Work begins on $2.5bn metro line in Santiago, Chile

The metro’s dramatic backdrop (Ariel Cruz Pizarro/CC BY-SA 2.0)
Chilean president Sebastián Piñera has officially launched a $2.5bn project to add a line to the Santiago metro system.

Line 7 will run between the suburbs of Renca, on the northwestern outskirts of the capital, and Vitacura in the northeast. It will be 26km long, with 19 stations. When completed in 2027, it is expected to halve travel time across the north of the city and relieve pressure on the system’s Line 1.

The map of Santiago’s present metro, showing the lack of any lines in the northwest of the city (B1mbo/CC BY-SA 4.0)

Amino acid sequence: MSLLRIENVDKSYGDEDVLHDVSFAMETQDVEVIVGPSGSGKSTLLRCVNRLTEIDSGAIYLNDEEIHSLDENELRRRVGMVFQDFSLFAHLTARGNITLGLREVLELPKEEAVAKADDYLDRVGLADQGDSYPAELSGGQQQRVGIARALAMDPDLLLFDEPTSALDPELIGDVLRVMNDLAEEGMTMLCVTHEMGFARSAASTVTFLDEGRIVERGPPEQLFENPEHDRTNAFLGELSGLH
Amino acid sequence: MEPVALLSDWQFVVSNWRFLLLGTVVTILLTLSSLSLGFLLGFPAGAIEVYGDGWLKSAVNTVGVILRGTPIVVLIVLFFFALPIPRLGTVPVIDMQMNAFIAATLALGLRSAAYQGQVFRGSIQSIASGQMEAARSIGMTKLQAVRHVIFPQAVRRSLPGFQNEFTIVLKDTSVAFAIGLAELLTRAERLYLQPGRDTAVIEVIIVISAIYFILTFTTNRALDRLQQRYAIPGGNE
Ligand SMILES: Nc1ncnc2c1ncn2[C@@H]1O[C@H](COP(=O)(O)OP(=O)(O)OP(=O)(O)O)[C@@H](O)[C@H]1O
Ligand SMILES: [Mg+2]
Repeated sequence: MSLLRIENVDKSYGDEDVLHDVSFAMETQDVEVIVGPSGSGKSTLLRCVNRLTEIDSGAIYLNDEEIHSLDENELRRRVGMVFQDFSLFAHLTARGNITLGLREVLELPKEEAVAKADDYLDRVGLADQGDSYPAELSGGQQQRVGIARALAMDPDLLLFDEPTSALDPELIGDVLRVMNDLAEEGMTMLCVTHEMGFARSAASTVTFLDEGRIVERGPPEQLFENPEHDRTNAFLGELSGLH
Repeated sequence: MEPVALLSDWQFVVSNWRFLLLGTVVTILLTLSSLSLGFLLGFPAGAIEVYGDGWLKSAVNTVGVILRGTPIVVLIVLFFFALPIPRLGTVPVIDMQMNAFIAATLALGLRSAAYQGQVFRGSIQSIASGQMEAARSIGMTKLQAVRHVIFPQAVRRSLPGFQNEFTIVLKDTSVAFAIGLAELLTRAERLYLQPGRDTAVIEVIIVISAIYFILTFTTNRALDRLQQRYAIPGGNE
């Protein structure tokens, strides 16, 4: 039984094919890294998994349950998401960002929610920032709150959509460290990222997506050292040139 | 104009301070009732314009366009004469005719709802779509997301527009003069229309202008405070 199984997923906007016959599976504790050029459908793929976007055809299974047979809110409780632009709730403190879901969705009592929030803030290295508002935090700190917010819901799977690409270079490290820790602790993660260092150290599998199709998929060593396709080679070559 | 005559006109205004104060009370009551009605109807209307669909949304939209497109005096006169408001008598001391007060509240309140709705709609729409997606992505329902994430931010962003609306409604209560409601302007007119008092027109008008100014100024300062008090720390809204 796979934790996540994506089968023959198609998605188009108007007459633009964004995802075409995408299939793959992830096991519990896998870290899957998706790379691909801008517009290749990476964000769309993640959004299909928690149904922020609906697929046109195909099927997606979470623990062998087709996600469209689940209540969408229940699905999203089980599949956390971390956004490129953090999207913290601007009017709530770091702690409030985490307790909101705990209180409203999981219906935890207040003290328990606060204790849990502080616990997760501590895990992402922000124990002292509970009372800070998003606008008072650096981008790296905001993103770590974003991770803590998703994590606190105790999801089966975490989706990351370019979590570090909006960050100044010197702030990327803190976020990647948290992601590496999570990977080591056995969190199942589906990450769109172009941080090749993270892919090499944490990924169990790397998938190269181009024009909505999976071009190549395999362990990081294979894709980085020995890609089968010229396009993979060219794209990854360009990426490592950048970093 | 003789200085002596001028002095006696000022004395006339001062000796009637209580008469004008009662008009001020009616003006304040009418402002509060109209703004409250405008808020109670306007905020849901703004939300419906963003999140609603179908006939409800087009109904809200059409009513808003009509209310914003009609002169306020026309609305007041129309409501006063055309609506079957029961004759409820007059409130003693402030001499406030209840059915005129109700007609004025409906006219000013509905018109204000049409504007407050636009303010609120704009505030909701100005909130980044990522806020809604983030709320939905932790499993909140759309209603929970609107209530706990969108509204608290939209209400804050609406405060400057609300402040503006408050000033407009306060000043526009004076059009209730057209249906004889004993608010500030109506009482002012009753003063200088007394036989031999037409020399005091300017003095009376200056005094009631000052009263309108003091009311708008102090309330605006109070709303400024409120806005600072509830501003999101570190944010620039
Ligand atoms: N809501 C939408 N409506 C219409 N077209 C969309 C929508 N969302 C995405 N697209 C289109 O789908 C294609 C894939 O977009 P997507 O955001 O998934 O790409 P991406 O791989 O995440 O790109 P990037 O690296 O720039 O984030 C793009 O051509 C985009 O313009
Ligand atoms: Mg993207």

Speaking at the inauguration ceremony, President Piñera said: “Line 7 is not only going to change the lives of those who directly benefit, the inhabitants of the communes it passes through, 1.3 million Chilean men and women, but it is also going to improve the quality of life of all the inhabitants of the city of Santiago.”

He added that this “gigantic effort” would generate 22,000 jobs, and in carbon cutting terms would be the equivalent of planting 55,000 trees.

The line, which will be entirely automatic, is being designed by French state-owned public transport company Systra, which is also supplying the rolling stock. The company, which has been active in the Chilean market for the past 50 years, also designed lines 3 and 6 of the metro.

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